A revamped Personal Injury Protection (PIP) law went into effect January 1. And with it comes a wave of controversy. That’s because the new statute does more to profit insurance companies than it does to protect injured drivers’ rights, say auto accident and personal injury lawyers with Jacksonville’s Harrell and Harrell.
First enacted in the early 1970s, the PIP law, otherwise known as the Florida No-Fault law, required drivers of all vehicles with four or more wheels to purchase PIP coverage. That coverage would pay 80% of medical bills and 60% of lost wages up to $10,000 for all drivers involved in a car accident – regardless which driver was at fault.
With the start of the New Year, changes in the statute place multiple restrictions on drivers’ rights, making it more difficult for them to claim the benefits for which they paid, and easier for insurers to deny valid claims. A major point of contention is a requirement that a car accident victim receive initial treatment within 14 days after the date of the accident. That may work fine for victims with obvious and urgent injuries such as broken bones, punctured organs or internal bleeding. But it does little, if anything for the victim who suffers only soft tissue damage. Because soft tissue injuries don’t show up on X-ray images, they almost inevitably are missed by emergency room workers. Plus, victims may not feel pain from this type of injury for weeks or even months after the fact. And it can cause victims pain and difficulty for years.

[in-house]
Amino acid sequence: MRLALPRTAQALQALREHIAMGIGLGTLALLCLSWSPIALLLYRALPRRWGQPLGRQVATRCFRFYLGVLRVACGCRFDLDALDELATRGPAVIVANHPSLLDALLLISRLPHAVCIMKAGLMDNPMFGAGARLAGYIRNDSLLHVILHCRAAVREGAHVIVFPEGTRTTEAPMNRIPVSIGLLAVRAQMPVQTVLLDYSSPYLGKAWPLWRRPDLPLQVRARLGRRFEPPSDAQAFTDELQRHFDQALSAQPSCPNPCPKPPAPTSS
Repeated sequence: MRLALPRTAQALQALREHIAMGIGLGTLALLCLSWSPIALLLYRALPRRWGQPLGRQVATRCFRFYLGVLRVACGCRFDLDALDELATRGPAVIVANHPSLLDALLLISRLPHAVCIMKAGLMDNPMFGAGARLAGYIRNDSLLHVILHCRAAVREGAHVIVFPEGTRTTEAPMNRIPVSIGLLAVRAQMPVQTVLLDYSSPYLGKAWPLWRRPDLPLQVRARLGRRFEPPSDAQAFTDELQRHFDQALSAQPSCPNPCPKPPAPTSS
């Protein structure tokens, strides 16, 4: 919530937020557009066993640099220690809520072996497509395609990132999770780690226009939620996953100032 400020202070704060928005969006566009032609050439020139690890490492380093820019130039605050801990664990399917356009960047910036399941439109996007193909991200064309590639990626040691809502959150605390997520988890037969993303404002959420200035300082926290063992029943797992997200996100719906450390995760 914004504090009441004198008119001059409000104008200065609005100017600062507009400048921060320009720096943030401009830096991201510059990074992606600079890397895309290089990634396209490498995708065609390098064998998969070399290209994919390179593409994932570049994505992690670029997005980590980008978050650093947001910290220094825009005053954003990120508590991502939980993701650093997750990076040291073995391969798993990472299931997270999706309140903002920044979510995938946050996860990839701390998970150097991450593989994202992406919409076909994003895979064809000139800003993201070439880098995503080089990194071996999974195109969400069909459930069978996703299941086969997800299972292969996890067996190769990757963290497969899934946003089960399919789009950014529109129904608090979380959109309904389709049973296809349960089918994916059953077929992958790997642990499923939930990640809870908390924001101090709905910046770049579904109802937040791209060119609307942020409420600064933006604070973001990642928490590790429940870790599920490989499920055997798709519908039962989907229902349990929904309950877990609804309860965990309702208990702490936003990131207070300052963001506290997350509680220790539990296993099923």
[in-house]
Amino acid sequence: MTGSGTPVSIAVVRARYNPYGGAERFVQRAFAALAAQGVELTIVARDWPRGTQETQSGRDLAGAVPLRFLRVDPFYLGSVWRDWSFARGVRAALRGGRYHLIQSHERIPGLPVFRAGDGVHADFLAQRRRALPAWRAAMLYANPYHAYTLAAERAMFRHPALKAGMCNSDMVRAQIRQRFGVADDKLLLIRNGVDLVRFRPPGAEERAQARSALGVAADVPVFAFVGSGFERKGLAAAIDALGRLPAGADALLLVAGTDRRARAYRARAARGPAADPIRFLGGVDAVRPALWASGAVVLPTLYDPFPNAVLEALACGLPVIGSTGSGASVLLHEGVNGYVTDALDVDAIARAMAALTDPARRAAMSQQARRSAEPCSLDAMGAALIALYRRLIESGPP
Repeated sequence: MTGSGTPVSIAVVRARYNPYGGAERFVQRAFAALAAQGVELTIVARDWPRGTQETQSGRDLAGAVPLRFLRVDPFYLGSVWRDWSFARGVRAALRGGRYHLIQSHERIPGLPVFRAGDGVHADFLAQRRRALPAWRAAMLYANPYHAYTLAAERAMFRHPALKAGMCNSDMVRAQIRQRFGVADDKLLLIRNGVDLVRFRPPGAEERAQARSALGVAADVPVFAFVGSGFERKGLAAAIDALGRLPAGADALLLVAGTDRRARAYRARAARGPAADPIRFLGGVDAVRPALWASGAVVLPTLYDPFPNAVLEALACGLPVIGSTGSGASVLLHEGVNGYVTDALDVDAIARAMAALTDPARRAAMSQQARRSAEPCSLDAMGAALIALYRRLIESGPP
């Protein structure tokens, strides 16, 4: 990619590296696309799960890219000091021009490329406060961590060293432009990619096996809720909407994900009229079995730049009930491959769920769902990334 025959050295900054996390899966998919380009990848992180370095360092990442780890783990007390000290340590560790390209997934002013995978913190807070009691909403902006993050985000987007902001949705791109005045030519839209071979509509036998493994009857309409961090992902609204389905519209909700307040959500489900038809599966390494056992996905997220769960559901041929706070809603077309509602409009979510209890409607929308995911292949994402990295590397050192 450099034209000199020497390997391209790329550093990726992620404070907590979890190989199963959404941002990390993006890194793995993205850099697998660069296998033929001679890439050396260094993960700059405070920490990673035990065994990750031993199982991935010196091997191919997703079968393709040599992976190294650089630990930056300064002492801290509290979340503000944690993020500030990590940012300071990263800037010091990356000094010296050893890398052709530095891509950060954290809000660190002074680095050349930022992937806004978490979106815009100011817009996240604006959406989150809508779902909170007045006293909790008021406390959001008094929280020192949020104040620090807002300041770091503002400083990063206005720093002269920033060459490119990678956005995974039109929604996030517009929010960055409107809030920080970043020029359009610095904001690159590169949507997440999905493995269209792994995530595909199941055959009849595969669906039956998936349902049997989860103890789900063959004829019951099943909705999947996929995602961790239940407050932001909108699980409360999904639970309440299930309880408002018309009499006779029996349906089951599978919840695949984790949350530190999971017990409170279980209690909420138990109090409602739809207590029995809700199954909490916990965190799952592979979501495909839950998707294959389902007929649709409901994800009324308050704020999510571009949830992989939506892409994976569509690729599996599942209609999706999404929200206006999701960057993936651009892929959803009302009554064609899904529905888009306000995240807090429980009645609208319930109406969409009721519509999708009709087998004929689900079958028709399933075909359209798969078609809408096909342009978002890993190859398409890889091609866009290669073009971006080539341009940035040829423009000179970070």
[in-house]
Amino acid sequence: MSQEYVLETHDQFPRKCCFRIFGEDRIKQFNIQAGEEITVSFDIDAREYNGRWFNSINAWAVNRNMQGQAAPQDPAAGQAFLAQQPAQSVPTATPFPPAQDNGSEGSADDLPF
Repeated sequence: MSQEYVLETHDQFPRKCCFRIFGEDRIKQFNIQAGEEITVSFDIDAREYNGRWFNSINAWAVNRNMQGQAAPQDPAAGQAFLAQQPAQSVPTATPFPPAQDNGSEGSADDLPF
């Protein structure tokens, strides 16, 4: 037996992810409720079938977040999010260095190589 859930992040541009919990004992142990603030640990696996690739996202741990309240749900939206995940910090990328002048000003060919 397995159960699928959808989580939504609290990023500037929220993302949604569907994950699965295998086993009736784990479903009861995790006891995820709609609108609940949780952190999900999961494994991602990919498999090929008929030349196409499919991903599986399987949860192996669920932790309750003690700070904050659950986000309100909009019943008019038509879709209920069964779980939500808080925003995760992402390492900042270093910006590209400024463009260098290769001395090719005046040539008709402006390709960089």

The new Florida No-Fault law also cuts potential benefits. It caps payment for emergency medical conditions to $10,000 and non-emergency conditions to $2,500. It also limits payment for chiropractic treatment and disallows coverage for massage and acupuncture treatment altogether.
Although the statue calls for a 10 percent reduction in PIP premiums, it also gives insurance companies an easy out. They simply must provide a detailed explanation as to why they consider the rate cut detrimental to their business and they’re off the hook. Insurance companies also can compel victims to give an Examination Under Oath (EUO), a formal statement typically given with a court reporter present. Victims unable to attend an EUO meeting may find their claims denied, despite their validity.
If you or your dependents are injured in an auto collision, get medical treatment immediately, ask physicians to check for potential soft tissue injuries, and contact an experienced auto accident and personal injury lawyer. Jacksonville’s Harrell & Harrell specializes in dealing with insurance companies to secure your rightful benefits.